I last wrote about our “Elimination Communication journey” in November 2012.  We’ve made huge progress in the nine intervening months, which I want to share, but I also became thoroughly disillusioned by the promises made in the Elimination Communication (EC) literature, which feature anecdotes from the very rare (at least in the United States) families that achieve freedom from diapers before or very shortly after the one-year-of-age mark.

The EC literature creates unrealistic expectations, especially in the cultural context of the United States, where EC practice is very rare, and where many infants spend time in daycare facilities where pee and poop free-for-alls from undiapered bottoms would create serious sanitation and health problems, and where caregivers do not possibly have the time to put each and every baby on the potty every time the infant might be showing some need.

After thirteen months of largely wasted time and effort, followed by five months of one step forward, two steps back, I was coming to this realization for myself this past February, when I read the chapter on “natural parenting” in Jessica Valenti’s Why Have Kids?

She raised good questions and provided this thought-provoking critique of EC:

. . . EC also represents the white middle-class phenomenon of fetishizing a largely imaginary “third world” motherhood that’s supposedly more pure and natural than Western parenting practices.  A common refrain from EC advocates, for example, is that mothers in India or Africa don’t use or need diapers.  Never mind that there isn’t a monolithic “Indian” or “African” parenting experience (or that Africa isn’t a country), or that the mothers they’re referring to could be very happy to have diapers, were they available.  It’s easy to appropriate a condescending fixation on “underdeveloped” motherhood when you have the financial means and leisure time to pick whatever kind of parenting works for you at the moment.  This clueless racism is captured perfectly on Krista Cornish Scott’s website, where she assures readers that “EC is not just for African bush-women” (p. 20-21).

I wanted to laugh and cry at the same time as I read that chapter.  If I had actually owned any EC books (I checked them out from the library, of course), I might have planned a book burning.

Unfortunately, my epiphany came too late, long after I’d been sucked into the myth of a diaper-free baby.

Looking back on my EC experience
Feeling frustrated (with yourself and your baby) and discouraged with every wet diaper, like you must be doing something wrong, is not a healthy or fulfilling introduction to motherhood.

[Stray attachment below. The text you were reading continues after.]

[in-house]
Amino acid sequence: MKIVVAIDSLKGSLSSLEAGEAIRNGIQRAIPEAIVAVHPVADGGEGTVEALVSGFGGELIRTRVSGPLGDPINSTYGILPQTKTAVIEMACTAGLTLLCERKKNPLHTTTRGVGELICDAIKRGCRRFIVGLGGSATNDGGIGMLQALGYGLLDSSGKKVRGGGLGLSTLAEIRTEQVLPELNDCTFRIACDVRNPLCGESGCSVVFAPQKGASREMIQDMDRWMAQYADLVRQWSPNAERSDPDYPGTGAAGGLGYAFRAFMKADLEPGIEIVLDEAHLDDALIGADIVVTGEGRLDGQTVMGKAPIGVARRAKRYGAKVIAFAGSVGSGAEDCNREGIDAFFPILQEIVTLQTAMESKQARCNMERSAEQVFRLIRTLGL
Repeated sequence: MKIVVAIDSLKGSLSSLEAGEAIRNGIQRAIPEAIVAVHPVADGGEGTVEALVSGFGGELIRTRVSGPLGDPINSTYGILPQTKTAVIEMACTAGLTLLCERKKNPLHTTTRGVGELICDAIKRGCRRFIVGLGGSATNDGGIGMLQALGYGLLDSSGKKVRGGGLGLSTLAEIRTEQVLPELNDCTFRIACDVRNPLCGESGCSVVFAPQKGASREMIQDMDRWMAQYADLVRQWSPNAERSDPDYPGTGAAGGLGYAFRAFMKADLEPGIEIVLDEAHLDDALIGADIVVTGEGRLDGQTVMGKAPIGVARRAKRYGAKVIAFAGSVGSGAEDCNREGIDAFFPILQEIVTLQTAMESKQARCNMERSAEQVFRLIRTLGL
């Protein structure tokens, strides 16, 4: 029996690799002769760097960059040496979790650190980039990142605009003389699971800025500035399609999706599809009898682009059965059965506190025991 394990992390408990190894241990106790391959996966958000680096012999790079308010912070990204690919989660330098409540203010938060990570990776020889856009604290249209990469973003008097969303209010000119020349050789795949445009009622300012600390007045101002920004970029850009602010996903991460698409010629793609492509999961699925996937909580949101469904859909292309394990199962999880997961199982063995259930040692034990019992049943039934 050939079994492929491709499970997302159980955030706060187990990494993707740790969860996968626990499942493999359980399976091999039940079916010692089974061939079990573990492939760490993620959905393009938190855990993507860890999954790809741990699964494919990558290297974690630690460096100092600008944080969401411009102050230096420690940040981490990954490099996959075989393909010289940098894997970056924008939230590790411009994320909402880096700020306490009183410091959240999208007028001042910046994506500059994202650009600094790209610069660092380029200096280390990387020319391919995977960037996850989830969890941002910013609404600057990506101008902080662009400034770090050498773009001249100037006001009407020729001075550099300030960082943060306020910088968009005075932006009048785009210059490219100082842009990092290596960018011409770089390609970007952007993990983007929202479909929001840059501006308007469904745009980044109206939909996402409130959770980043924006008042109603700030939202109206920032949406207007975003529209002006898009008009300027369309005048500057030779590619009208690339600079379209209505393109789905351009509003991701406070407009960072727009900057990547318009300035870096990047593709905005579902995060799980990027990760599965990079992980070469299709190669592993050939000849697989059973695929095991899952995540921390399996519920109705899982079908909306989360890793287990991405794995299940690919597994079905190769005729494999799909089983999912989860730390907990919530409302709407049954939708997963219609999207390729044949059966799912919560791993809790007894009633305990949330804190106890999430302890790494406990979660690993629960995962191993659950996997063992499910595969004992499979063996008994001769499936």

Between the normal first-year-with-a-baby, sleep deprived, what-the-hell-am-I-doing haze, plus my postpartum depression haze, I failed to recognize this for many, many months.  Many months when I could, and should, have been enjoying a cute little [cloth] diapered baby butt.  Though I don’t dwell on it, I resent the extra strain and stress I put  on myself (and Matthew), as well as the normal, cuddling with a tiny baby time that I lost to potty efforts and naked-baby-on-the-floor time.

If I had a do-over . . .
I would not even attempt to take my baby anywhere near a potty until at least six months.  Even that is probably crazy early.

For Sir, things really clicked shortly after he began walking and was able to get on and off the [little] potty by himself.  This age will differ for every infant, of course, but in Sir’s case, the walking happened at about 12 1/2 months, with the independent on and off the potty about a month later (this is not to say that he was “diaper-free” at this point).

While there’s no way to know for sure, I have a strong suspicion that the “potty work” and any small progress we made during the first thirteen months of Sir’s life could have been condensed into a single month when he was thirteen- or fourteen-months-old.

One month of effort vs. thirteen months of effort — which would you choose?

I’ve concluded (though again, every child is unique) that there is probably middle ground between the very early potty learning espoused by EC advocates and the much-later, don’t even think about it until the child is at least two-years-old position held by most Western child-rearing “experts.”

I’ll share more about that in an upcoming post on our experience with potty learning from months fourteen through twenty-four, by which point we were diaper-free except for naps and overnights.